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In the January 2005 Footnotes issue Public Sociology column (p. 7), a related but incorrect website URL was printed for the Global Carbon Project. The correct URL is

The February 2005 Footnotes (p.1) inadvertently claimed University of Pennsylvania historian Michael W. Zuckerman as one of our own ASA members. He had authored the lead article “Philadelphia: The City,” the first article in our series highlighting ASA’s upcoming 2005 centennial meeting in Philadelphia. Zuckerman is Professor of History and one of the nation’s best colonial historians.

Call for Papers and Conferences

Association for Humanist Sociology Annual Meeting, October 26-30, 2005, Radisson Riverwalk Hotel, Tampa, FL. Theme: “Nonviolence and the Struggle for Social Justice.” Send proposals for papers or sessions related or unrelated to the theme by June 10 to Dennis Kalob, Program Chair, Department of Sociology and Social Work, New England College, Henniker, NH 03242; email

Inter-Ivy Sociology First Annual Symposium (IISS), April 9, 2005, will be hosted by Yale University. Graduate students from Ivy League campuses are invited to submit an abstract (approx. 200 words) by March 15, 2005. “Re-imagining Community” is the theme but papers on any subject are welcome. Email submissions to For more information: Symposium coordinator: Molly Martinez, Yale University, Department of Sociology, PO Box 208265, New Haven, CT 06520-8265.

Spanish Association of Political Science, September 21-23, 2005, Madrid. One of the working groups is titled “power elites.” Students of elites (political, economic, religious, intellectuals military) are invited to present their research projects and/or their findings in an intellectually encouraging environment. For more information, visit or email or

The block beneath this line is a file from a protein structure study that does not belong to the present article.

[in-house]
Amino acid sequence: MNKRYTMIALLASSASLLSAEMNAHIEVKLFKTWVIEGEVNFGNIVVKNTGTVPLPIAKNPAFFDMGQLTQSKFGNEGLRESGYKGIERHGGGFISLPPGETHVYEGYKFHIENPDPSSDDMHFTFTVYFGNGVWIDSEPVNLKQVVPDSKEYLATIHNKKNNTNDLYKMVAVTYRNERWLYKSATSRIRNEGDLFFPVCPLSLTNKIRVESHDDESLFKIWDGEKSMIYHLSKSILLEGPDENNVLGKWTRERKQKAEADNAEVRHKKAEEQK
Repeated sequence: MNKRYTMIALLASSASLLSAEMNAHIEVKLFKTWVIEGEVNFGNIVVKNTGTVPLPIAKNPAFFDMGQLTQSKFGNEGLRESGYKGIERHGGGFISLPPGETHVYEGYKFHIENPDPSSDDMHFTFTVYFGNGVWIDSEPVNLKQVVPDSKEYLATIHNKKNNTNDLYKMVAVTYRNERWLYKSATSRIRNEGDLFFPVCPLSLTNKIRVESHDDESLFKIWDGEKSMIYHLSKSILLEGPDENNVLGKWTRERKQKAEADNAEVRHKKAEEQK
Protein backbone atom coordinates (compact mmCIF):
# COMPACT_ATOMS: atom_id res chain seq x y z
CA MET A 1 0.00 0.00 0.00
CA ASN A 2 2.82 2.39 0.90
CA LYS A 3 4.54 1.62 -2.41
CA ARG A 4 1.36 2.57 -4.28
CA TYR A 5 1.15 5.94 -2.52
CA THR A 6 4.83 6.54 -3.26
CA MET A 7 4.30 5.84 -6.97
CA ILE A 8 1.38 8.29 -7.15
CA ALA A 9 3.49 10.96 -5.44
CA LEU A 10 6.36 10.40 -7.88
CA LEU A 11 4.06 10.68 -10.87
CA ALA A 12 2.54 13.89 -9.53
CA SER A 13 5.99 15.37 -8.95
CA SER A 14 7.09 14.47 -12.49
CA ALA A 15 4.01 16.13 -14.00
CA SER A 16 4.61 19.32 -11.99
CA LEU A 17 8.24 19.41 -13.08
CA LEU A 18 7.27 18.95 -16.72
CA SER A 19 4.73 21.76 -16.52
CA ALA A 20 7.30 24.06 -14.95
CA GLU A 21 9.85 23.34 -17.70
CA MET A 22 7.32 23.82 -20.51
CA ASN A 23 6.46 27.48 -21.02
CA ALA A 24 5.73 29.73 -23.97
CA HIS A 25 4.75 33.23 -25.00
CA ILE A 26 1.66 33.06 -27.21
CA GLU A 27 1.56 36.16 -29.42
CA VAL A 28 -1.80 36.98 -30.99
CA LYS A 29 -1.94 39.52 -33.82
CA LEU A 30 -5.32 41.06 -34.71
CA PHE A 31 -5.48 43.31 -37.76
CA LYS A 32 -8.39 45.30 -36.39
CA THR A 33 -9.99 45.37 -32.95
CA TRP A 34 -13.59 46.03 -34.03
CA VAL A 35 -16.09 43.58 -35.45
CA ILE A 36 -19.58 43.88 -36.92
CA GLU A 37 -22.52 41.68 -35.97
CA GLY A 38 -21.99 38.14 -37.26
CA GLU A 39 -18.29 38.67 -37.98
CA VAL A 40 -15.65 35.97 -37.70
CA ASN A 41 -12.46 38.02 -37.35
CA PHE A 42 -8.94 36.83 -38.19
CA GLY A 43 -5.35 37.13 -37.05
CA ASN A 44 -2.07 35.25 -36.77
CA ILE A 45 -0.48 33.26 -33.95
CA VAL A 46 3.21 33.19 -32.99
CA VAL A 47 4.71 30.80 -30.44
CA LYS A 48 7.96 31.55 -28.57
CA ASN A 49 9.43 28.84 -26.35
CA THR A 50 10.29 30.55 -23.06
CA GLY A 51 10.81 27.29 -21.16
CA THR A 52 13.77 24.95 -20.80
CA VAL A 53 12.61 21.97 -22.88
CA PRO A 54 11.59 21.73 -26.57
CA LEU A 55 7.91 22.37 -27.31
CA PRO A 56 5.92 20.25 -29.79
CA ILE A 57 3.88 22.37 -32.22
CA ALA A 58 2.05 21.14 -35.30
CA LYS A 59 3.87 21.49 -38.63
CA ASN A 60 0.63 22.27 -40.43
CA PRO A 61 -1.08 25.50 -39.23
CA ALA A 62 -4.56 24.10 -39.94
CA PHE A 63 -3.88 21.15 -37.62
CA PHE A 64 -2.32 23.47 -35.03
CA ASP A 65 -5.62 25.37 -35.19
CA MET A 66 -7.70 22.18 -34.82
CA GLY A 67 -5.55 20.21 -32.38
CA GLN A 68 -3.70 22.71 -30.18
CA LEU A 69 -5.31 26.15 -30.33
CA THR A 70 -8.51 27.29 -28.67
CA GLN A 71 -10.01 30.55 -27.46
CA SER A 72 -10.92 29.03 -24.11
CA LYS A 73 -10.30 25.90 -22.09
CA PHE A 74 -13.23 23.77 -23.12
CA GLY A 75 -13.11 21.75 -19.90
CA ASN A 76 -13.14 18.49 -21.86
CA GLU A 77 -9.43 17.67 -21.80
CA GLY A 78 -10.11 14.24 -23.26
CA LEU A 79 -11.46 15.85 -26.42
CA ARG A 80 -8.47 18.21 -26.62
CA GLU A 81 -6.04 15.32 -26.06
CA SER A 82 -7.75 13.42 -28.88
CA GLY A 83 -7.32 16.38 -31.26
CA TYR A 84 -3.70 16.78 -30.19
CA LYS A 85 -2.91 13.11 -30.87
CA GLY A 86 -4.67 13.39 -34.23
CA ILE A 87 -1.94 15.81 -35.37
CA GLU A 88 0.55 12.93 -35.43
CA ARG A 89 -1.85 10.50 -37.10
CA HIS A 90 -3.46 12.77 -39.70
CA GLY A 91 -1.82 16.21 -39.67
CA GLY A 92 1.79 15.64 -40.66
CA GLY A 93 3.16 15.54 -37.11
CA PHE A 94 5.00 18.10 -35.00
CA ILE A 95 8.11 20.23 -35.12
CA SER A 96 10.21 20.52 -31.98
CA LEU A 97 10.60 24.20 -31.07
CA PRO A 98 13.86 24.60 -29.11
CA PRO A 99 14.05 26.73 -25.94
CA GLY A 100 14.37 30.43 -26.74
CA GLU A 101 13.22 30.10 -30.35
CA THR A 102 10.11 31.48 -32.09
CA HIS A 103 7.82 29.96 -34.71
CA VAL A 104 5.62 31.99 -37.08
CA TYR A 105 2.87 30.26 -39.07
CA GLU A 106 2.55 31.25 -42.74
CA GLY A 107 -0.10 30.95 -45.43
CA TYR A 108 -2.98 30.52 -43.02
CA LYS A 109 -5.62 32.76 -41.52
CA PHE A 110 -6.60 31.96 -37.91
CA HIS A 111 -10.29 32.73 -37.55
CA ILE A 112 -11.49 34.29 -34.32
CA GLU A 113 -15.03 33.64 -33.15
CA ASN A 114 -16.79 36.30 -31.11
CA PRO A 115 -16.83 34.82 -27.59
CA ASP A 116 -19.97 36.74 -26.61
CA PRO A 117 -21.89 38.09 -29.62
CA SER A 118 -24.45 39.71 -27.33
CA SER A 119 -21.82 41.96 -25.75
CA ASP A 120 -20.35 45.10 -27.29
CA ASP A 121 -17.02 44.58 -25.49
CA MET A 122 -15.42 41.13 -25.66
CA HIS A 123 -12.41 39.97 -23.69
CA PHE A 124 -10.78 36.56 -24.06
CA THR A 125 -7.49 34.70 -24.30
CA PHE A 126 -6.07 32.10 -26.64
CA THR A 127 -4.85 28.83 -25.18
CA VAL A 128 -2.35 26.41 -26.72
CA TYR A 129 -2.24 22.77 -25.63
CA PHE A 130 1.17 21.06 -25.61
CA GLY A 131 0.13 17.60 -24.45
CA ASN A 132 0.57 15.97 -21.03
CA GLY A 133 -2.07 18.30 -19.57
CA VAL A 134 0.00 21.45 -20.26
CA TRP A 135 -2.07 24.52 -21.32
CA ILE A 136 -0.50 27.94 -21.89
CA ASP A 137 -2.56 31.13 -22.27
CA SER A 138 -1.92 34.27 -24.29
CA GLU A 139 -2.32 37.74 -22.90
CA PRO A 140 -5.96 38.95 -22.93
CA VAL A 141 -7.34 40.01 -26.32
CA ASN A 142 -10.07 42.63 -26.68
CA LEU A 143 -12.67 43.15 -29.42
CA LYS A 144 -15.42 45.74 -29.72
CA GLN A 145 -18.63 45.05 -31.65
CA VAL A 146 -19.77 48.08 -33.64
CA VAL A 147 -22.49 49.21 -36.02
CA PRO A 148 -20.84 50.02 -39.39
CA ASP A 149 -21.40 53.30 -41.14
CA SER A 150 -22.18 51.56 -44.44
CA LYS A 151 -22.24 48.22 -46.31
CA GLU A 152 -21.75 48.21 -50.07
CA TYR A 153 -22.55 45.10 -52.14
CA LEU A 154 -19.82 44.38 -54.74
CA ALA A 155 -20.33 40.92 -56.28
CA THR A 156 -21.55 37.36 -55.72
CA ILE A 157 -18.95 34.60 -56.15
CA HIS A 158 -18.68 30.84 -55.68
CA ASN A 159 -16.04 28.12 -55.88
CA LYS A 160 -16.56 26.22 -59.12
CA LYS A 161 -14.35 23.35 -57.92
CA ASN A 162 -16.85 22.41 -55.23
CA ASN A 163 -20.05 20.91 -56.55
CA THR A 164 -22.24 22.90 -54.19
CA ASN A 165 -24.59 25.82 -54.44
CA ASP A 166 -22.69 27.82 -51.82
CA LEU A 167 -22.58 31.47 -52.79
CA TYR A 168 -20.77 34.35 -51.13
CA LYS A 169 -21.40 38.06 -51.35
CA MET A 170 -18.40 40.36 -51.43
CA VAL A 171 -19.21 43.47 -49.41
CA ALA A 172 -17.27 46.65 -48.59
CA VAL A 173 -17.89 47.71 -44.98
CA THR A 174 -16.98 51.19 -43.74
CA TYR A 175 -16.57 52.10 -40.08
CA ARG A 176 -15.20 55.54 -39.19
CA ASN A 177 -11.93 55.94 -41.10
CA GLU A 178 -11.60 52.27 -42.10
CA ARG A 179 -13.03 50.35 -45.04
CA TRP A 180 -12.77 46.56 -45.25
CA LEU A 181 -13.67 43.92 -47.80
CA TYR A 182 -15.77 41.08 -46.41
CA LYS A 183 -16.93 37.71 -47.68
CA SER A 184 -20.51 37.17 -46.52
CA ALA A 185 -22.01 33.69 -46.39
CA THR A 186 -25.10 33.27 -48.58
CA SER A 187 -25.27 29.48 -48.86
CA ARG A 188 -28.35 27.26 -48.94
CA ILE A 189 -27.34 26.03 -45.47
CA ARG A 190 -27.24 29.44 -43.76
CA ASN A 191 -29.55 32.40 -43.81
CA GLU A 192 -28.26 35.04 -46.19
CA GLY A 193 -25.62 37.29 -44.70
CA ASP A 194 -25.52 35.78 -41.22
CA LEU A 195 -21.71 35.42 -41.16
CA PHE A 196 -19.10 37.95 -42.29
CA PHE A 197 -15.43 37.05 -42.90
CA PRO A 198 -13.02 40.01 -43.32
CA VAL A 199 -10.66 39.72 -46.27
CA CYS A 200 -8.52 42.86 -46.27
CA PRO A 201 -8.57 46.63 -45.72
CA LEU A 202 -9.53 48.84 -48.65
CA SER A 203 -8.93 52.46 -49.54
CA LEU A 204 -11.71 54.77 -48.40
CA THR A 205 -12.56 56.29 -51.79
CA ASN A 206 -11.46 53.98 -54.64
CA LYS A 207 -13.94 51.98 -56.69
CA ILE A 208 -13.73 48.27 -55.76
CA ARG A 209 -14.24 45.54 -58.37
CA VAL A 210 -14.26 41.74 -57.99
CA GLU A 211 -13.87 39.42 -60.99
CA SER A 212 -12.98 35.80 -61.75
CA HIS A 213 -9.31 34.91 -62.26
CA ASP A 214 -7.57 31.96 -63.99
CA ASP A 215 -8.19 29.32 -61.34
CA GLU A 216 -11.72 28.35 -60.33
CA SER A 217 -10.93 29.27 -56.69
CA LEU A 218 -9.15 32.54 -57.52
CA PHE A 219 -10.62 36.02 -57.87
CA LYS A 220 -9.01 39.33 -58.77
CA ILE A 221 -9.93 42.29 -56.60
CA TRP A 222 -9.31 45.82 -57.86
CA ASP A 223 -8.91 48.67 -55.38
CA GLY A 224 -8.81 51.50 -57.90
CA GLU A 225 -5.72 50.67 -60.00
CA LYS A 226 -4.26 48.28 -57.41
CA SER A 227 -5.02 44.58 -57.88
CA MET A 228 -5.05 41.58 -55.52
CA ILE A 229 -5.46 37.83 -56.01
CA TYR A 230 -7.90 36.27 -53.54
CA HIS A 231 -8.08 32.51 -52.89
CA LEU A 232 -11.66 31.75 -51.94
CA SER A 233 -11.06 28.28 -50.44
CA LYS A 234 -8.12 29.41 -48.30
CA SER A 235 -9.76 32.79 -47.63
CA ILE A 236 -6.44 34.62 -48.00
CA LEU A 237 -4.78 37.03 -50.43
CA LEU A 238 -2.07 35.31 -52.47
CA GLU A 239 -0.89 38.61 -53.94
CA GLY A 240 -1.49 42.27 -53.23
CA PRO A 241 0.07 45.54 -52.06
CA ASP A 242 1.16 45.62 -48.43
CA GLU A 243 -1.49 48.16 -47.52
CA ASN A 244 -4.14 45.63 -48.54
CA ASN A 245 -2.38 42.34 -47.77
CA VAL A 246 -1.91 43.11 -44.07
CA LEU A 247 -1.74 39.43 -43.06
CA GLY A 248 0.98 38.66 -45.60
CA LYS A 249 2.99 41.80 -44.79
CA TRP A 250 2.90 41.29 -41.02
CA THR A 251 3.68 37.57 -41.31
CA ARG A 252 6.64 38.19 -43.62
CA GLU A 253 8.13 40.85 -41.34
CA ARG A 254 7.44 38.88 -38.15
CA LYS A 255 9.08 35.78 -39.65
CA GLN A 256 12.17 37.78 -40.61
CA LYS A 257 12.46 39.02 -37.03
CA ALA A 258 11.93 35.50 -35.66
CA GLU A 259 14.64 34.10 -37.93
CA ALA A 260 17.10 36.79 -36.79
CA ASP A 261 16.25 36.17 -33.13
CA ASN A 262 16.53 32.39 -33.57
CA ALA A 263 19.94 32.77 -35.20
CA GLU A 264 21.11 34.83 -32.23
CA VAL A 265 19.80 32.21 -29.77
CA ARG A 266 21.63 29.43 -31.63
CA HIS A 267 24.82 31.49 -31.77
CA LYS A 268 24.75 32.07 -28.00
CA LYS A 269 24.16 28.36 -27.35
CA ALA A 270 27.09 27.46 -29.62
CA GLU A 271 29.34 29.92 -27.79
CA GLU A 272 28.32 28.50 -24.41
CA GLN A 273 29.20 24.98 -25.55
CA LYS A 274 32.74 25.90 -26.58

Systemics, Cybernetics, and Informatics 9th World Multi-Conference, July 10-13, 2005, Orlando, FL. Papers accepted and presenters wanted for topics of research interests. For more information, visit


Innovative Techniques for Teaching Sociological Concepts. Innovative ways to teach a variety of concepts in sociology. Each short description (1-2 pages) consists of: the concept being taught, the teaching objective or student learning outcome, references, material needed, estimated time, a short description of the procedure, interpretation, possible pitfalls, information about the person who wrote the description, and courses in which it might be used. Submission deadline is September 15, 2005. For more information, including a sample concept description in appropriate format, contact Edward L. Kain or Sandi Nenga, Department of Sociology and Anthropology, Southwestern University, PO Box 770, Georgetown, TX 78627-0770; (512) 863-1967; email

Journal of the Community Development Society. Special issue on public participation in community-based organizations and local government. Papers are invited that examine techniques used by community development practitioners to enhance citizen participation as well as contemporary trends in grassroots involvement, especially studies focusing on public participation as it relates to inequality faced by low-income and minority communities. Deadline: June 1, 2005. Contact guest editor before making submissions, at Robert M. Silverman, Department of Urban and Regional Planning, University at Buffalo, 201K Hayes Hall, 3435 Main Street, Buffalo, NY 14214; email